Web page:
Wednesday, June 26, 2013

Building a Classic Wooden Motor Boat - Part 3

This is part 3 of a chronicle on building a wooden motor boat or launch. 

In the previous chapters Walter the boatsman built the hull, and then we went with the kids to pick it up.

Now the Boat sits at the technical department of a large boat sales company here in Santiago, where they are fitting the engine, and instruments and controls.

We went over there with my wife to look at it a few weeks ago, to see how the work is progressing and take them the instruments that will go on the dashboard.

Engine Fitting

The engine I selected is a 4.0 liter V6 Mercucruisier Sterndrive, with the Alpha One Drive. I chose the carburated version over the fuel injected, since i can do carb maintenance and tune ups myself, and is actually something i enjoy very much.

I didnt want to go with the 5.0 liter V8, because of noise, fuel consumtion, and the extra cost. Plus I dont think i'll be needing that much power, since the objetive is to have pleasura rides, and not a super fast boat.

To be able to fit the engine, they had to fit two pieces of 14 mm thick marine plywood inside and out, making a sanwich with the stern, this is for both having perfect smooth and parallel faces, where the water seals of the sterndrive will go. You dont want water entering Through this big opening under the waterline.

The marine plywood pieces go glued and then screwed, and the screws covered with epoxy putty. In order for the gluing process to work well you have to wood that has 12% or less moisture content (MC), and upon arrival to the shop the boat had 15% MC so we had to work 3 weeks for the MC level to go down before the work could get started.

Now the wood is below 12% MC and as you can see in the pictures the opening for the drive is already cut in the stern, in a perfect cut that almost lloks like they extracted a violin out of it.

The aft part of the keel had to be shaved considerably (only on cm high remains on the outside) in order to reduce the amount of turbulence that reaches the propeller from under the hull. But in fact i will have to remove more of it in order to reduce hull drag and get the boat up to planning speed. More on this later.

We also took a nice set of 6 vintage looking white dial instruments for the dashboard including all the common stuff you will need to monitor. I still have to find the adequate control box with the speed and fore-aft levers, as I already got an old style wood rim steering wheel with aluminum spokes, same as you'd find in a 50's british sports car.

Yesterday they called me from the shop telling me they need to enlarge the engine doors that go on the deck towards the transom, since the engine fits very tight and routine maintenance such as cheking air filter of cleaning carbs would be a pain, and i want that task to be comfortable since i'll be the one performing it.
It could be left at it is but they woud have to shave a lot off one of the crossmembers under the deck and this could leave a weak spot in that part. So we are going to have a larger engine bay to work on.

Hull improvements

Meanwhile i've been reading a lot about hull design and hull structure, the enginnering or intellectual approach to doing things as one friends puts it. In doing so ive discovered that structural dimensions are fine and exceed what is needed, which is good news. Also ive discovered that the hull shape in general is fine and should lead to a pleasant ride, but I can make a few improvements to have a more sporty or agile cruising (read make sure the thing will go moderately fast).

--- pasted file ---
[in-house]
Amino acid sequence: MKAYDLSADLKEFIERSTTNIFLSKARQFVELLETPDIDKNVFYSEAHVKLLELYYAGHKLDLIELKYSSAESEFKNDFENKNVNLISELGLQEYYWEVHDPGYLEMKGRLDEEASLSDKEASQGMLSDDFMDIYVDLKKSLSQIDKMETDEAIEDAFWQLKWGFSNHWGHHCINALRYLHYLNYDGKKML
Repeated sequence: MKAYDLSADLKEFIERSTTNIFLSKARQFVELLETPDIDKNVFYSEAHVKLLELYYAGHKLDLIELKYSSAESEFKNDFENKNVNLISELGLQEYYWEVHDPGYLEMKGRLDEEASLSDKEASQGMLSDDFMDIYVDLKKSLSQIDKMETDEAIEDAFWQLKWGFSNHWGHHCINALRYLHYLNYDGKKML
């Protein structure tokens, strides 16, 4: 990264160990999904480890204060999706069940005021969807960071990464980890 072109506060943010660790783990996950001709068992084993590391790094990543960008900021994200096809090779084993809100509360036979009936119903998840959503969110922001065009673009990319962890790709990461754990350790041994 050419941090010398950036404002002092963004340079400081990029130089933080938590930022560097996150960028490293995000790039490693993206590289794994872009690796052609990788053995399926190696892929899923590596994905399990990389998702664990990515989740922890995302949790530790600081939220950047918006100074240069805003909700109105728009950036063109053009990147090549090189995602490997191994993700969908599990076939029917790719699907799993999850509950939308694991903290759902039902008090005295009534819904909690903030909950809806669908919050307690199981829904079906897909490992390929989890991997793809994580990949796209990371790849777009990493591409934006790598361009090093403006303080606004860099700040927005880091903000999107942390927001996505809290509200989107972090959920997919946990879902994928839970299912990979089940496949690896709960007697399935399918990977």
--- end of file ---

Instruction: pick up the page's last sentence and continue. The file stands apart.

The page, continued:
This hull is originally a displacement hull, if i want it go fast I need to turn it into a semidisplacement or better yet a planning hull. To to this I need to approximate the aft section to a flatter and squarer form, since round forms dont plane, they get sucked into the water.

Since the aft bottom has a moderate V (11 degrees) I shoud add some running strakes in th emid section, to help give it more upward lift as the bow rises and it tries to climb its own wave. Running strakes are like water skies fitted to the bottom of the hull, with the surface horizontal (parallel to water) instead of having the slope of the V.
This will make a wing-like effect and create a plain vertical lift force, as opposed to the inlcined one the V surface would create, thus more effciently raising the boat and helping it get out of the water to get into a plane.
They only run in the center section, since at speed they create more drag than a plain bottom, so whe the boat is already planning in the aft section of the hull you dont want in the way anymore.

The other modification I need to make it modify the round chine (where bottom meets sides) into a hard chine. This is because water tends to climb aling the sides of the boat with a round chine, creating more drag which eats your power. But water cant clinb a sharp 90 degree turn (a right angle), which is what a hard chine is, it just gets separated of the hull, expelled sideways, letting your boat run free of that drag.
This is the reason why speedboats have vertican or even negatine angle transoms, with sharp angles, instead of the round aft section found on displacements hulls - as a sailboat (which under power only lowers the back end but never gets out of the water).

After I get the hull back from the engine and control fitting, I need to make these changes to the hull prior to the sanding, and varnishing (or painting below the waterline).

No comments: